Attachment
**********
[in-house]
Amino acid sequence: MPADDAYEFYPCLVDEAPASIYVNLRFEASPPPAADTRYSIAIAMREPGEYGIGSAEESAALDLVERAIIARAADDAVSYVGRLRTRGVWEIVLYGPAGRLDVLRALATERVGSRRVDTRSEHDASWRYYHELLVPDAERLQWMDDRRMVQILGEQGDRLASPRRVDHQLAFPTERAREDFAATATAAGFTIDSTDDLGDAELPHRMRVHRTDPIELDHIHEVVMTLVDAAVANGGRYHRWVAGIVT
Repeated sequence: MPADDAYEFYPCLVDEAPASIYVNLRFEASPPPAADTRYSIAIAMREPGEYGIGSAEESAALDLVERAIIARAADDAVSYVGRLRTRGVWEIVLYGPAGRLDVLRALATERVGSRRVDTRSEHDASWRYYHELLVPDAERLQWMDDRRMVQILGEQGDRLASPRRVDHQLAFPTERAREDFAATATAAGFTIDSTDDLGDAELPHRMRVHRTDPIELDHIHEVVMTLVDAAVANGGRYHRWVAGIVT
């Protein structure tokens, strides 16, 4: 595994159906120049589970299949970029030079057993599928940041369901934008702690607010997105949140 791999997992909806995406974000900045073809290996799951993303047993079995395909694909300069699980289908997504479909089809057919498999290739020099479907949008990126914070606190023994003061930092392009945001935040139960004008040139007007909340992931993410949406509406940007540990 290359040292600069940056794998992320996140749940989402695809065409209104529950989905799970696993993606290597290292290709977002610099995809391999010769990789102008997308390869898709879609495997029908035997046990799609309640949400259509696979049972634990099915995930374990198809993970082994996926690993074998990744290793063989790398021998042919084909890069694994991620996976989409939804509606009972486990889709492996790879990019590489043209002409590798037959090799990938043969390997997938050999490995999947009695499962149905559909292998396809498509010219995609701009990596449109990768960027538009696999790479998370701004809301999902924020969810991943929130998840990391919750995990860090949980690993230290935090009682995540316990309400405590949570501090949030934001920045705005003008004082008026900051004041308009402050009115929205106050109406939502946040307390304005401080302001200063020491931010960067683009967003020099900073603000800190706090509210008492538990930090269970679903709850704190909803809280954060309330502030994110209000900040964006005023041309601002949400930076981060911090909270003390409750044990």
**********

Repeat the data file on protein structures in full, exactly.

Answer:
[in-house]
Amino acid sequence: MPADDAYEFYPCLVDEAPASIYVNLRFEASPPPAADTRYSIAIAMREPGEYGIGSAEESAALDLVERAIIARAADDAVSYVGRLRTRGVWEIVLYGPAGRLDVLRALATERVGSRRVDTRSEHDASWRYYHELLVPDAERLQWMDDRRMVQILGEQGDRLASPRRVDHQLAFPTERAREDFAATATAAGFTIDSTDDLGDAELPHRMRVHRTDPIELDHIHEVVMTLVDAAVANGGRYHRWVAGIVT
Repeated sequence: MPADDAYEFYPCLVDEAPASIYVNLRFEASPPPAADTRYSIAIAMREPGEYGIGSAEESAALDLVERAIIARAADDAVSYVGRLRTRGVWEIVLYGPAGRLDVLRALATERVGSRRVDTRSEHDASWRYYHELLVPDAERLQWMDDRRMVQILGEQGDRLASPRRVDHQLAFPTERAREDFAATATAAGFTIDSTDDLGDAELPHRMRVHRTDPIELDHIHEVVMTLVDAAVANGGRYHRWVAGIVT
């Protein structure tokens, strides 16, 4: 595994159906120049589970299949970029030079057993599928940041369901934008702690607010997105949140 791999997992909806995406974000900045073809290996799951993303047993079995395909694909300069699980289908997504479909089809057919498999290739020099479907949008990126914070606190023994003061930092392009945001935040139960004008040139007007909340992931993410949406509406940007540990 290359040292600069940056794998992320996140749940989402695809065409209104529950989905799970696993993606290597290292290709977002610099995809391999010769990789102008997308390869898709879609495997029908035997046990799609309640949400259509696979049972634990099915995930374990198809993970082994996926690993074998990744290793063989790398021998042919084909890069694994991620996976989409939804509606009972486990889709492996790879990019590489043209002409590798037959090799990938043969390997997938050999490995999947009695499962149905559909292998396809498509010219995609701009990596449109990768960027538009696999790479998370701004809301999902924020969810991943929130998840990391919750995990860090949980690993230290935090009682995540316990309400405590949570501090949030934001920045705005003008004082008026900051004041308009402050009115929205106050109406939502946040307390304005401080302001200063020491931010960067683009967003020099900073603000800190706090509210008492538990930090269970679903709850704190909803809280954060309330502030994110209000900040964006005023041309601002949400930076981060911090909270003390409750044990």